By Manoj Kumar
NEW DELHI (Reuters) – India’s consumer prices rose at a milder pace than anticipated in January and remained below the central bank’s target for a sixth straight month, strengthening views it could again cut the key interest rate at its next policy review in April.
Annual retail inflation in January rose 2.05 percent, its slowest pace since June 2017, government data showed on Tuesday.
Economists in a Reuters poll predicted retail inflation would edge up to 2.48 percent in January from the downward revised December figure of 2.11 percent.
The decline was due to a fall in food prices and smaller increases in fuel costs.
Analysts polled by Reuters had forecast January’s annual increase in the consumer price index at 2.48 percent.
Figures released separately on Tuesday showed industrial output growth rose 2.4 percent in December on the year.
In a surprise move on Feb. 7, the Reserve Bank of India’s Monetary Policy Committee (MPC) cut the benchmark repo rate 25 basis points to 6.25 percent, in its first cut in 18 months, and hinted of more room to cut rates.
The MPC, which mainly monitors retail inflation data, also revised down its inflation projections for the period from April to September to 3.2 percent to 3.4 percent, from 3.8 percent to 4.2 percent.
Inflation pressures have eased in recent months, following falls in food and prices. India imports nearly 80 percent of oil it consumes.
The retail inflation number was much lower than the market expectations, said Tushar Arora, a senior economist at HDFC Bank.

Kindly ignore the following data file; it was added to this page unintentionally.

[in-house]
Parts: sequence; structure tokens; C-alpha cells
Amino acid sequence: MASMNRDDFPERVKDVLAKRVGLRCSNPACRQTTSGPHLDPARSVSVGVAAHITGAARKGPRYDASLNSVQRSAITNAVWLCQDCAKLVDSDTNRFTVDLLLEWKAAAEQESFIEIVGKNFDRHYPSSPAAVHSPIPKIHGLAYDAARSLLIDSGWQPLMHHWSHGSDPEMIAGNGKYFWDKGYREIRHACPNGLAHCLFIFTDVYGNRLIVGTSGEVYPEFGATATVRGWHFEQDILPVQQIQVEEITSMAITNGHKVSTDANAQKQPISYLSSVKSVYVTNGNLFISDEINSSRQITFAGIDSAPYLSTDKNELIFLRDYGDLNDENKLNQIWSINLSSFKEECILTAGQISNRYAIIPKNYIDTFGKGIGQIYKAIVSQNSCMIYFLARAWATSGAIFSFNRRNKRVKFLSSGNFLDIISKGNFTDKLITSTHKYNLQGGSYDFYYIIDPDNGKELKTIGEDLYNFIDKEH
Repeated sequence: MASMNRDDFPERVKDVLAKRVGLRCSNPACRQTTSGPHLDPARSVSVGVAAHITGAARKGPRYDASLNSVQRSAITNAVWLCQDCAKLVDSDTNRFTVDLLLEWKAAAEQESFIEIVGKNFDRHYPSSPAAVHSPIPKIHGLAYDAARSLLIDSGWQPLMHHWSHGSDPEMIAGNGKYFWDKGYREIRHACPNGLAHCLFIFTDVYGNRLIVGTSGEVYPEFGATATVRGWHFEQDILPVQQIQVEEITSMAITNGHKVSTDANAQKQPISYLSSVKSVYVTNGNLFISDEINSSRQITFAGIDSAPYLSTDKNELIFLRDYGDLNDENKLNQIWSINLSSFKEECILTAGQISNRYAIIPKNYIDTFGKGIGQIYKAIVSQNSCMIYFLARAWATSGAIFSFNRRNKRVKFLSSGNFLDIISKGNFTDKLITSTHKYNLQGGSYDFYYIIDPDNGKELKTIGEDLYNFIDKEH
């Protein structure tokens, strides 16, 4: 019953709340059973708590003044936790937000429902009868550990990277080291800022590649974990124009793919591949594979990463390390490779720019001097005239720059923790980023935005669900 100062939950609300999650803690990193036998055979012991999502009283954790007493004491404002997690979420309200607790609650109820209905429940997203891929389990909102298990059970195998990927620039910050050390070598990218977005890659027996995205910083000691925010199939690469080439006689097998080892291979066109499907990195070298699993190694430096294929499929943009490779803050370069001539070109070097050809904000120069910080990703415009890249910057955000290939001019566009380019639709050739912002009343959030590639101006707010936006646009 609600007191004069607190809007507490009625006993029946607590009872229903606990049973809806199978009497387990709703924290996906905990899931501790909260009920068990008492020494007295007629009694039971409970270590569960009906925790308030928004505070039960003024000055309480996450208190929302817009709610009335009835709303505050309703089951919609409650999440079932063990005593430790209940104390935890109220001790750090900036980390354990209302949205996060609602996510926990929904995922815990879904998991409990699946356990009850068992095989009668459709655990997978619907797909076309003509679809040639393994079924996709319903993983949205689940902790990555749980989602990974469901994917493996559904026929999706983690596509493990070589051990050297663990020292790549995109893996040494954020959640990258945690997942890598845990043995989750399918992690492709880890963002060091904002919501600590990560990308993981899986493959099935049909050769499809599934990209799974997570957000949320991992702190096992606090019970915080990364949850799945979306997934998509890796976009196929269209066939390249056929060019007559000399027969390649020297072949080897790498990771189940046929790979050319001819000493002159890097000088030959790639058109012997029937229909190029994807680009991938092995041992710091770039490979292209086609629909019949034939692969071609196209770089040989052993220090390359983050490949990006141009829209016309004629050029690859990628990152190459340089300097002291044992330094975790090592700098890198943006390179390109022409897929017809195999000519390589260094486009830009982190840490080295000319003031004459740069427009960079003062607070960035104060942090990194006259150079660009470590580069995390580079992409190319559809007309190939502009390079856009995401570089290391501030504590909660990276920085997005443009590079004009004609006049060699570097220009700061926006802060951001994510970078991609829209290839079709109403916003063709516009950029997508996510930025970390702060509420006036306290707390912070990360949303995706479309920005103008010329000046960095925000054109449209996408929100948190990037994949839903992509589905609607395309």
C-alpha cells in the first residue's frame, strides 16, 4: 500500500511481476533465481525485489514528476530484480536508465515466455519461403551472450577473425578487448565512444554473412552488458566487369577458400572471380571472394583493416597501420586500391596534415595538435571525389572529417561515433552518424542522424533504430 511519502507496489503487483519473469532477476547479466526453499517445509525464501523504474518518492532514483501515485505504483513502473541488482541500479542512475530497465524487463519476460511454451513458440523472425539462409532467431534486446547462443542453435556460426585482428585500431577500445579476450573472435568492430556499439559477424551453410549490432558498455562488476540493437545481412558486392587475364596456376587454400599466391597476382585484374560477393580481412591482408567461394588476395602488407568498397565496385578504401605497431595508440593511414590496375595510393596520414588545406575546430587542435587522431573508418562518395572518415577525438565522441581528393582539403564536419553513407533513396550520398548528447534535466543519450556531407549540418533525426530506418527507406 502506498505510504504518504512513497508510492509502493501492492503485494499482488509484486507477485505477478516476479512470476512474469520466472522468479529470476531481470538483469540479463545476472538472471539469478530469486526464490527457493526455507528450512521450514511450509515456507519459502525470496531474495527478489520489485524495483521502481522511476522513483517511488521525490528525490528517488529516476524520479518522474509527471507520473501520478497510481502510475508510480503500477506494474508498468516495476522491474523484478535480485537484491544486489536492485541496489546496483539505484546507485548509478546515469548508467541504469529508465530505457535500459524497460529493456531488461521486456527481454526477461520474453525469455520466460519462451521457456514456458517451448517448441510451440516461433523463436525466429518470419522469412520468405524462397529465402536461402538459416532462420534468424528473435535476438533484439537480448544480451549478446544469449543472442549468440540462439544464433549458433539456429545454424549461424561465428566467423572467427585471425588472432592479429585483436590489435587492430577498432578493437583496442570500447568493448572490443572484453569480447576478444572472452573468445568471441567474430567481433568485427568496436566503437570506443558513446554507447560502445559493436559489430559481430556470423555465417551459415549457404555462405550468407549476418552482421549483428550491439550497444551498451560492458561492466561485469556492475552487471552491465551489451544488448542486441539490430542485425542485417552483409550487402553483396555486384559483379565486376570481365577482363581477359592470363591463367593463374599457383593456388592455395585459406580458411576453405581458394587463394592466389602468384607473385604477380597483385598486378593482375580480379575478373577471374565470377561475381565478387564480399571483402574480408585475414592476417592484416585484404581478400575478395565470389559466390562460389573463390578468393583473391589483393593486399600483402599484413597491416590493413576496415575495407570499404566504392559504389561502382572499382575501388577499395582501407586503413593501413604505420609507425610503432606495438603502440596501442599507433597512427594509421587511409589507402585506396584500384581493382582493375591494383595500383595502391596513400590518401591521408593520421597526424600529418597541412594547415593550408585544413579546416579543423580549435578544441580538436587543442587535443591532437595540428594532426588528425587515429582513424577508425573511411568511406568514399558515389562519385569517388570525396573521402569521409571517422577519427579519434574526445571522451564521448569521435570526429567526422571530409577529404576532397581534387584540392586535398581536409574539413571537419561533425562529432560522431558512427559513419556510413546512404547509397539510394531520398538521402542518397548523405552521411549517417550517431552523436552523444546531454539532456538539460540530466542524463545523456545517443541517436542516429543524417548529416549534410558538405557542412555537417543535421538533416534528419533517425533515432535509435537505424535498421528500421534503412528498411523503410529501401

“This reinforces expectations of a rate cut in April,” he added.
India’s economy is slowing, hit by reduced growth in consumer spending and in the farm sector.
Prime Minister Narendra Modi, who faces tough general elections by May, has announced an annual transfer of 750 billion rupees ($11 billion) to millions of farmers, and tax benefits for the middle class, which many economists say could spur both consumer spending and inflation.
RBI Governor Shaktikanta Das has downplayed the risk India could soon see higher inflation because of bigger budget spending, and has said the MPC would only look at the headline inflation number and ignore core inflation, which has stayed stubbornly high.
Core consumer inflation, which strips out food and fuel prices, was estimated at about 5.4 percent in January, slightly softer than a downward revised December figure of 5.6 percent, according to an estimate made by two analysts from inflation figures released on Tuesday.
Retail food prices fell 2.17 percent in January from a year earlier, compared to revised fall of 2.65 percent a month earlier. The figures show rural incomes remain under pressure while consumers benefit from easing inflation.
A Reuters poll after the MPC’s Feb. 7 rate cut showed a slim majority of economists see another rate cut before the election.
This year, other major central banks have also changed to a dovish stance in the face of rising worries about global growth and the impact of the U.S.-China trade war.